Almost half of Americans think Trump was worst president ever, with Obama named best, poll finds

Results show a polarised nation, with Obama also ranking highly for ‘worst presidents’ in poll

Namita Singh
Friday 12 February 2021 12:28
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<p>File Image: Former President Donald Trump and former First Lady Melania Trump board Air Force One at Joint Base Andrews before boarding Air Force One for his last time as President on 20 January 2021 in Joint Base Andrews, Maryland.</p>

File Image: Former President Donald Trump and former First Lady Melania Trump board Air Force One at Joint Base Andrews before boarding Air Force One for his last time as President on 20 January 2021 in Joint Base Andrews, Maryland.

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Former president Donald Trump has been named as the worst president in US history in a new YouGov poll, while his predecessor Barack Obama was voted the best.

The results of the survey, produced with The Economist, show the polarisation of US political opinions at the end of the Trump presidency and as he is facing an impeachment trial in the Senate over the Capitol insurrection.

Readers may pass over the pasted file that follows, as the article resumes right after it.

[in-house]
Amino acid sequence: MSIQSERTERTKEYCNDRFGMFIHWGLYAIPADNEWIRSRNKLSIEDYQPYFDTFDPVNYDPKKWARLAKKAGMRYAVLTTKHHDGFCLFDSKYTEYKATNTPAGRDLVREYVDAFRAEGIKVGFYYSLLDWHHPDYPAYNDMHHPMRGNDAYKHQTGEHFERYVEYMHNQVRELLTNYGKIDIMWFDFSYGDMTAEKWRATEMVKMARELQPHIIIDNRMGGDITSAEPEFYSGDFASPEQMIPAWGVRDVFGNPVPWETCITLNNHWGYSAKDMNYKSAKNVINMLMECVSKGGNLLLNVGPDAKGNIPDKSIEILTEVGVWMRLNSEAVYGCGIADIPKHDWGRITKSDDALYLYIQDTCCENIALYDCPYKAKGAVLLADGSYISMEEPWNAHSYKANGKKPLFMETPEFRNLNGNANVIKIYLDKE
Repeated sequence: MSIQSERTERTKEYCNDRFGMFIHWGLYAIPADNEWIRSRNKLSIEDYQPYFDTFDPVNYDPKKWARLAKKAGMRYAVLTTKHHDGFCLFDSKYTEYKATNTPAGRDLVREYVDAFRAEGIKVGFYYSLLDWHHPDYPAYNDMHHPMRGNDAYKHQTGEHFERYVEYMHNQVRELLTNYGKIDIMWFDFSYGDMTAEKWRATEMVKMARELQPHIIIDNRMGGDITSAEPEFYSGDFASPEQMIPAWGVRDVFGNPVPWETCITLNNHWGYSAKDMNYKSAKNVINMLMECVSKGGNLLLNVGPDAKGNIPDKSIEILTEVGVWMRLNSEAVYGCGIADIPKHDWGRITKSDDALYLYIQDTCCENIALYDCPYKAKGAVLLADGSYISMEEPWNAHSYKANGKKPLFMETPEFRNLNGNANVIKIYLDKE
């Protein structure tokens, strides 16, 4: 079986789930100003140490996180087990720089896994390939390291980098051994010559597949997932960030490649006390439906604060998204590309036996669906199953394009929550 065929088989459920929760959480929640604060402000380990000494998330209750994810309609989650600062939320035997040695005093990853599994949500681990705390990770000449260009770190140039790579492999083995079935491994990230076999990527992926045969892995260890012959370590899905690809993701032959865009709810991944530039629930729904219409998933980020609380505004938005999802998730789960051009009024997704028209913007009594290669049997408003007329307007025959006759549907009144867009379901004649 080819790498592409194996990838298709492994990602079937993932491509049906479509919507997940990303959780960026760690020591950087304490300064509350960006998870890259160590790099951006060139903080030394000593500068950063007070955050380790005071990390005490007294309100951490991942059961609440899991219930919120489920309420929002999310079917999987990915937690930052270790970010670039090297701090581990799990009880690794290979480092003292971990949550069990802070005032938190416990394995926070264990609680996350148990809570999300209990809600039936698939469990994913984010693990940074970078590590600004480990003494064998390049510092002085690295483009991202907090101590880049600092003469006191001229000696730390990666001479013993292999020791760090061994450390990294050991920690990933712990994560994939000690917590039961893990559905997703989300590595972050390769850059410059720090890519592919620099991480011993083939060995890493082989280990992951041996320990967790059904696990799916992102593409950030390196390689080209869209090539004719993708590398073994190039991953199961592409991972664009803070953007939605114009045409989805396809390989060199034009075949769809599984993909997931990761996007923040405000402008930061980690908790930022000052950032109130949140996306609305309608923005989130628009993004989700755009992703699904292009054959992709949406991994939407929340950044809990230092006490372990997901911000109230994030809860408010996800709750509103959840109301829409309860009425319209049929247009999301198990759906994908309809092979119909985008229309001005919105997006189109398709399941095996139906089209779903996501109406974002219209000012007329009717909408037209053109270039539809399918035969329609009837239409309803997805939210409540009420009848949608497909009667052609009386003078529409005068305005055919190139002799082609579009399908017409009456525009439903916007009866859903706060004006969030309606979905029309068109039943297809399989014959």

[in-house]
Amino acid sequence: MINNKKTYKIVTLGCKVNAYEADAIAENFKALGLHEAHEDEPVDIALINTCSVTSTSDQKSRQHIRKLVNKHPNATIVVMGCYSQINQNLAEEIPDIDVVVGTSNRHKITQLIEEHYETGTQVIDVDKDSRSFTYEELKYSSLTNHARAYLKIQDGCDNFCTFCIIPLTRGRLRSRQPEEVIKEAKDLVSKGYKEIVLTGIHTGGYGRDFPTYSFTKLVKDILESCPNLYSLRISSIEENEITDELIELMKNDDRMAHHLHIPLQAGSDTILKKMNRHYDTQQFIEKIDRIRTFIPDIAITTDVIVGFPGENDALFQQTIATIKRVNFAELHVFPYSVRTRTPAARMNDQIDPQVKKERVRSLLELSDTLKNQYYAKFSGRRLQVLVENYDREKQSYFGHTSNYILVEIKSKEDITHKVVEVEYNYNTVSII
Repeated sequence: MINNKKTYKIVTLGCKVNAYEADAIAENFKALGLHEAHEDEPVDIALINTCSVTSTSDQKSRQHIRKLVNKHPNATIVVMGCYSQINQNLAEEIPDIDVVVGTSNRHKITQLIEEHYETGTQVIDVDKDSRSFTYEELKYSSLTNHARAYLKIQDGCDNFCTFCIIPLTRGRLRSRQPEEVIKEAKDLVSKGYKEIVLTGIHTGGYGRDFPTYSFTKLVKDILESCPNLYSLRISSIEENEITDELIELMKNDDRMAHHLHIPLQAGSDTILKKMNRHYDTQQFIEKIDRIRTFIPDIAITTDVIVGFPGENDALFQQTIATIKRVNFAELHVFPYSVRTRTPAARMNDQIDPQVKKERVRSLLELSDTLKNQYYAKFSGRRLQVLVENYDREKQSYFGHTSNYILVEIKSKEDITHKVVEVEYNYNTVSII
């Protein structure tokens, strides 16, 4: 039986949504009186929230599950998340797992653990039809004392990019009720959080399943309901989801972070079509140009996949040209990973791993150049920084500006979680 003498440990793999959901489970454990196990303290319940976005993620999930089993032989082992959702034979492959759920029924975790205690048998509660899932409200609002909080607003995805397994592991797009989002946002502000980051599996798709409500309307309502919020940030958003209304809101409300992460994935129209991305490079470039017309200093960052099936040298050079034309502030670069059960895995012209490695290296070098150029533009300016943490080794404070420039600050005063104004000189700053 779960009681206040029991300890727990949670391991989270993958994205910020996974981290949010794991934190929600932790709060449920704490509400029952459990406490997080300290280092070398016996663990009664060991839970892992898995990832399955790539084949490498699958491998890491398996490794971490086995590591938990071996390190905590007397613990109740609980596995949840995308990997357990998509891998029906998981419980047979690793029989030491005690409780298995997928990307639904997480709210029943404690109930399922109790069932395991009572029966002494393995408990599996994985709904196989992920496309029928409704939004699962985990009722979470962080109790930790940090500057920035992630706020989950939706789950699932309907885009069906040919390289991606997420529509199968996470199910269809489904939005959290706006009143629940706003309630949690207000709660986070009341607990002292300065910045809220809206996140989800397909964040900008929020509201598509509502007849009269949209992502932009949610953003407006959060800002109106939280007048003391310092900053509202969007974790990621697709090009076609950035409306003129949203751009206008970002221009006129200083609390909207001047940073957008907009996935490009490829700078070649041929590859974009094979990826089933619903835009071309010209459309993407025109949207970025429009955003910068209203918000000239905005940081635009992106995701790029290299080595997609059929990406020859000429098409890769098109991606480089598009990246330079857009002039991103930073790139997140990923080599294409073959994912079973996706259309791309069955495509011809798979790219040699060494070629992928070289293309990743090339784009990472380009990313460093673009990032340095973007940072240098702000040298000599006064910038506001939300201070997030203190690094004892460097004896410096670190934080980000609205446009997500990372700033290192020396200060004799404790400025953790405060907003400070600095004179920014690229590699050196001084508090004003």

Asked who they felt was the worst president in history, 46 per cent of respondents named Mr Trump. The survey was conducted between 6 and 9 February with almost 1,500 participants.

Mr Obama was named the worst president by 24 per cent of respondents, while former president Richard Nixon – who left office in ignominy after the Watergate scandal – was named the worst by 5 per cent of people.

Respondents in the survey were also asked who they thought was the best president in history, and here the results were much closer. Mr Obama narrowly topped the list on 18 per cent, followed by 17 per cent who voted for Abraham Lincoln. But then Mr Trump was voted as the best by 13 per cent, making him third in the list ahead of Franklin D Roosevelt.

The poll also looked at the different aspects related to Mr Trump’s impeachment trial in the wake of the Capitol riots, and the mandate was largely against him.

About 43 per cent of the participants felt he had “a lot” of responsibility for the violent siege of the Capitol that left five people dead, while 30 per cent said that he had none.

About 41 per cent of the participants strongly approved of Mr Trump’s impeachment by the US House of Representatives, while 35 per cent strongly opposed the proceedings. And about 47 per cent believe that the US Senate should vote to convict Mr Trump for the insurrection while 42 per cent voted against it.

Over half the participants (53 per cent) were opposed to the idea of Mr Trump running for president again. A total of 37 per cent said they would support it.

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